Darjeeling tea is one of the most famous types of Indian Black Tea! Feel free to learn more about the history, production and different types of this marvelous tea!
Region and history
The Darjeeling region is relatively small, it spreads to only 70 sq. miles (which represents about 180 sq. kilometres). Darjeeling tea grows at very high altitudes, from 3,300 to 6,890 feet (about 1,000 to 2,100 km), because the Darjeeling region is situated at the edge of the Himalayas.
First, camellia sinensis trees were planted in the Darjeeling region in the 1840s. They were planted by a British botanist called Archibald Campbell who used to work for the East India Company.
As a matter of fact, he decided to plant both camellia sinensis trees and camellia assamica ones. However, the cooler climate in this region was unsuitable for camellia assamica (because those trees were “destined” for regions with a warmer and more humid climate).
On the other hand, camellia sinensis trees flourished in this region. That is why, nowadays, the tea trees that grow in the Darjeeling region of India are mainly camellia sinensis trees.
First and foremost, the Darjeeling region is not particularly large. As mentioned previously, it covers an area of only 70 sq. miles. Therefore, only about 1% of all Indian Black Tea is produced in this region.
However, Darjeeling tea is of such high quality that, despite relatively small volumes of its production, it remains one of the most famous types of Indian Black Tea! It is also often referred to as the “champagne of tea” due to its very fine quality and exquisite taste.
Fine Darjeeling tea owes its great delicacy to a number of factors. First, it comes from a relatively cool region of India. Therefore, its leaves do not receive too much direct sunlight, which results in a slightly weaker taste and a delicate aroma. Thanks to these qualities, Darjeeling, despite being a black tea, is often compared to green tea.
As mentioned above, the climate is rather cool and windy in the Darjeeling region, due to high altitudes. That is why Darjeeling tea leaves grow much more slowly than those of other teas. Therefore, the tea leaves change dramatically from one harvesting season (often referred to as “flush”) to another and, consequently, each particular flush of Darjeeling tea has a character.
The harvesting season for the First Flush Darjeeling occurs in mid-March, following the first spring rains. Due to the fact that the tea leaves harvested during the first flush season have not been exposed to too much sun, the tea made from those leaves is very delicate and is weaker than other Indian black tea types.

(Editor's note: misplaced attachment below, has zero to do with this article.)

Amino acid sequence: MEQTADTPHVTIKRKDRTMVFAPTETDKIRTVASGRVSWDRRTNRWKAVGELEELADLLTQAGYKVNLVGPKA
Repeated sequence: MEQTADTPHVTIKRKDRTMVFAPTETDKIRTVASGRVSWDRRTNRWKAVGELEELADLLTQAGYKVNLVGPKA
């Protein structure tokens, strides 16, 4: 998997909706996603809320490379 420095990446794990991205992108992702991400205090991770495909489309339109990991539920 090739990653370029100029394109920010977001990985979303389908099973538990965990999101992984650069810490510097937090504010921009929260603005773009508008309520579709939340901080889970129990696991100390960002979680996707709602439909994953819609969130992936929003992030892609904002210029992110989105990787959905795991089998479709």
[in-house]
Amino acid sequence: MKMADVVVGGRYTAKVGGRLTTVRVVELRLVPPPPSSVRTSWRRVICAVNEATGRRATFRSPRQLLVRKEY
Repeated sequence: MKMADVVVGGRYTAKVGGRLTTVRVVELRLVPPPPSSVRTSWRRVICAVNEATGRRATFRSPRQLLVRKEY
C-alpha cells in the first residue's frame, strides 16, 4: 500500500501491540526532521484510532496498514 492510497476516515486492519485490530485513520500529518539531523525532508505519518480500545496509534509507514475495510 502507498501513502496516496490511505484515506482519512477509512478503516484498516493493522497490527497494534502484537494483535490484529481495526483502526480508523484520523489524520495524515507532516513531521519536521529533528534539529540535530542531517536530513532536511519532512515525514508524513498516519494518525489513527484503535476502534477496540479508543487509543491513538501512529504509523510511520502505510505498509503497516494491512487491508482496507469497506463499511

The liquor of the first flush Darjeeling tea is very light in colour, reminiscent of that of green tea, and has a delicate aroma.
As for the Second Flush Darjeeling, its harvesting season arrives in June. This tea has been in the sun for slightly longer than its First Flush peer. Therefore, it tastes more like black tea. It is more full-bodied, has an amber-coloured liquor and a muscatel flavour.
There is also autumnal flush Darjeeling, which is less known than the First and Second Flush tea types. As the name suggests, autumnal flush Darjeeling tea is harvested during the autumn, shortly after the monsoon (the rainy season). This tea is not as delicate or as elegant as other Darjeeling tea types, and it is also less spicy. However, if you wish to taste the strongest and most full-bodied Darjeeling , you should go for this one.
There are a number of tea estates in the Darjeeling region of India, and one of the most famous ones is the Margaret’s Hope Estate, which has a very romantic and tragic story behind it.
This tea is definitely the finest type of Indian Black Tea.
Margaret’s Hope Tea was named after Margaret, the daughter of Mr Bagdon, who was the original founder of the Tea Estate in Darjeeling. In 1870 Mr. Bagdon, Margaret’s father, was the first to plant tea on the southwest ridge of the Balsun River in Darjeeling in India. He named his tea estate Bara Ringtong. Young Margaret fell in love with the beautiful landscapes of the area where the Himalayan Mountains rose out from the Kurseong Valley.
Therefore, Margaret and her mother decided to visit the tea estate in India but, sadly, Margaret took ill during the journey and passed away.
Overwhelmed by grief, her parents renamed the tea estate after their daughter and now, in living memory of Margaret, one of the most exquisite Fine Darjeeling tea types (known as “the champagne of teas” due to its finest quality and delicate taste), Margaret’s Hope Tea, is produced there.
Bedford tea proudly offers you several types of Fine Darjeeling tea.
For example, our Organic Darjeeling Tea is a very fine First Flush Darjeeling tea type. It has a very subtle flavour and a delicate aroma, so typical of Fine Darjeeling tea! In addition to other Darjeeling Tea benefits, our Organic Darjeeling Tea contains solely organic ingredients.
Moreover, we proudly offer you the finest Darjeeling Tea type: Margaret’s Hope Tea First Flush Darjeeling! As mentioned above, everything is exquisite about this tea type, from its magnificent tastes to the extraordinary story that lies behind it!
On the other hand, should you wish to know which tea would be an ideal choice in the morning, feel free to discover English Breakfast Tea! This tea is so popular, however there are still many interesting facts about it, that are not so widely known. However, we uncover them in our article entitled “What is English Breakfast Tea?“